Unable to compete with the ruthless, technological march of the Japanese manufacturers, Laverda’s SFC 1000 was an attempt to capitalize on their past endurance racing glories, a last gasp before they went under, prior to their relatively brief resurrection in the 1990’s. To be honest, I didn’t even realize that Laverda was still making bikes in 1988, so I’d imagine this was bike was built 1985 and sat untitled for a couple years.
SFC originally stood for “Super Freni Competizione”, basically “super braking competition” a reference to the huge drum brake on the front of the very first SFC twins, later replaced by a pair of discs. Powered by a 750cc parallel-twin , the original SFC was produced in very limited numbers, the epitome of a “racer for the road” and many were quickly stripped of their street-legal lighting for track duty. This was probably for the best: the SFC was fast and very brutal, and probably didn’t make a good road tool for casual riders.
Not so with the SFC 1000, which was basically a renamed and slightly restyled version of the “executive express” RGS, the SFC1000 was a far more street-oriented bike built around Laverda’s charismatic three-cylinder engine. Earlier triples had a 180° configuration that ran like a four-cylinder with a miss, but later examples like this one used a smoother 120° engine that lost some character but was much more user-friendly.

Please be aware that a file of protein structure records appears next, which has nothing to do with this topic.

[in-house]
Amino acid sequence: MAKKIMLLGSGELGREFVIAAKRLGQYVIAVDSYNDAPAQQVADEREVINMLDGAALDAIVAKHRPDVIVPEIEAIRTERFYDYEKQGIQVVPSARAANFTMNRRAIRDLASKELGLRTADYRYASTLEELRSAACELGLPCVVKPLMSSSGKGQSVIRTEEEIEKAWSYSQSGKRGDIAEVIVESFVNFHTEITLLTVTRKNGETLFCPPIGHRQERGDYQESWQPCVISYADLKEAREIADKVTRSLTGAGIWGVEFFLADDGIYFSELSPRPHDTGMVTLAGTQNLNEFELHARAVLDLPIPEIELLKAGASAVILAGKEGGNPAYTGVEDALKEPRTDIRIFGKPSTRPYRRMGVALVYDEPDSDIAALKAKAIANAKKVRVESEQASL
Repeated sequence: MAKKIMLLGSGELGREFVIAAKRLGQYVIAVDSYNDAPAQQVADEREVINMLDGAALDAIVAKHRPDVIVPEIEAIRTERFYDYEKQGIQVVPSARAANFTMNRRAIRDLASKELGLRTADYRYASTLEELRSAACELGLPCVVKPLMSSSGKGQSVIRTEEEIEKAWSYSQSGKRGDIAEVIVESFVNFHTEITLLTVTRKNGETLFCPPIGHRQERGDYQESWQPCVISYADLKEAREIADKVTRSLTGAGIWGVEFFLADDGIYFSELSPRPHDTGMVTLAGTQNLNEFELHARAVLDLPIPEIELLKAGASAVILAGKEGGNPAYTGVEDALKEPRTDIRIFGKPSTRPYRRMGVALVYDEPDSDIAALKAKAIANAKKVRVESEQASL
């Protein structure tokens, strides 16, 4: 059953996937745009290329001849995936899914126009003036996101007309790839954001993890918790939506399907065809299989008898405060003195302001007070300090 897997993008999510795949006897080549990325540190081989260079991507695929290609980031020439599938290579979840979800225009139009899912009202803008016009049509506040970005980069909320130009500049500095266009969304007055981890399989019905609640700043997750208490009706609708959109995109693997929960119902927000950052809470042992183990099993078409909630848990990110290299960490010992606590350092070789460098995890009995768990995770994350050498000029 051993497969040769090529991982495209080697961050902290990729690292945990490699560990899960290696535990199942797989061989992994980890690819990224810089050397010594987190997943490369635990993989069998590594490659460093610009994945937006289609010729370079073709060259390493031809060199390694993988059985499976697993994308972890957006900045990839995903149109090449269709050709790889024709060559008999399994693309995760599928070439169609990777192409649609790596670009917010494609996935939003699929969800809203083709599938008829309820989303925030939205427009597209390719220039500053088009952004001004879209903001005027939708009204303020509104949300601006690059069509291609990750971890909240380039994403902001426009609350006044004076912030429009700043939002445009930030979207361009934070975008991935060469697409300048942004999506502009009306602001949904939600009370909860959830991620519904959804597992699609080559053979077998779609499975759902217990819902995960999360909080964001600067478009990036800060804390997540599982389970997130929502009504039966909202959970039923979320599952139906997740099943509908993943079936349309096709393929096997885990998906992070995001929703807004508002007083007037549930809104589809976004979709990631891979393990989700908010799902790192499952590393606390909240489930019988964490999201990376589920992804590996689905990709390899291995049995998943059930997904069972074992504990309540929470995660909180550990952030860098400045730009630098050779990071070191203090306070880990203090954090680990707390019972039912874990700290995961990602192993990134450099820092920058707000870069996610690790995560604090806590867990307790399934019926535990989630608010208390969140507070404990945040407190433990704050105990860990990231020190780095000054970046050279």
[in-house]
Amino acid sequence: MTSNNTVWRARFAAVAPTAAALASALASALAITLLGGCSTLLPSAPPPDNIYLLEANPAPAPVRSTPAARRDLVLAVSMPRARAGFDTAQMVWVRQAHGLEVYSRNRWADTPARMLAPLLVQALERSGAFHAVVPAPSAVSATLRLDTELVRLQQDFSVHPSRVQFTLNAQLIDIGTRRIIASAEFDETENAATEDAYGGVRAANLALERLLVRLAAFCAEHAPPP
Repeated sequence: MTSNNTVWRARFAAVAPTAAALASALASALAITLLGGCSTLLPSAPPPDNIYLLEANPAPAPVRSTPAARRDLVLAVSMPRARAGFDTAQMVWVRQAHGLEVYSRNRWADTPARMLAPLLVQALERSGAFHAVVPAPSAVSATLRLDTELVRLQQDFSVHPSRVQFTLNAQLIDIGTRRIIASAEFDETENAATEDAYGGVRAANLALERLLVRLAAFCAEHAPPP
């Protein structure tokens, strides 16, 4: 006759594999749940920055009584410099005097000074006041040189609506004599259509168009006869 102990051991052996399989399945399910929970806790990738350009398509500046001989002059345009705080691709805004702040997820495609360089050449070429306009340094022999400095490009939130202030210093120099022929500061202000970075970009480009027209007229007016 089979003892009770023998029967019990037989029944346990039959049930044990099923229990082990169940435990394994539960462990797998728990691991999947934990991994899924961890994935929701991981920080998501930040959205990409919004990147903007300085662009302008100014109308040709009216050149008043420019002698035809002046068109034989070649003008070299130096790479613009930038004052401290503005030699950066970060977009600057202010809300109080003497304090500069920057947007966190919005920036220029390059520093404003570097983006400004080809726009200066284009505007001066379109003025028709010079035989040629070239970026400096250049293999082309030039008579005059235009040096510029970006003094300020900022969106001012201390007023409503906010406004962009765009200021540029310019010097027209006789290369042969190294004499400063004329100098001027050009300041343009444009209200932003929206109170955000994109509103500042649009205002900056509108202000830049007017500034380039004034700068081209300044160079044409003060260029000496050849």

And while the big triple had evolved into a more conservative machine in terms of its mission, don’t think it couldn’t hustle: on track, you could lean these over enough to grind the generator cover into dust.
From the original eBay listing: 1988 Laverda SFC1000 for Sale
Very clean, with upgrades–all easily reversible to full factory-original, if desired.
Imported by me from New Zealand in 2010.
Never dropped, raced, or mistreated.
I am the second owner since new.
New coils, wires, plugs, timing chain, electronic ignition, custom slanted intake manifolds, Mikuni carbs, lubricants, bar-end mirrors, battery, throttle cables, grips, windshield, air filters, tune-up, rear brake caliper rebuild, sprockets, X-ring D.I.D. chain.
Valves meticulously adjusted.
Custom Mikunis by Mike Nixon.
Custom manifolds by Red Cawte.
They may have been obsolete at the time they were sold new, but these Laverdas actually represent an opportunity to buy what amounts to a classic bike at the pinnacle of its development: in 1988, this may have looked like a dinosaur, but today it just screams “useable classic”!
Which might explain why this particular bike featured over on our sister site not too long ago: Classic Sport Bikes for Sale 1988 Laverda SFC1000.
Overall, this example looks to be in excellent, very orange condition. One caveat: the bike was originally imported from New Zealand, so make sure that you check with your local DMV to make sure there won’t be any issues with registration before you park this in your garage. Or living room.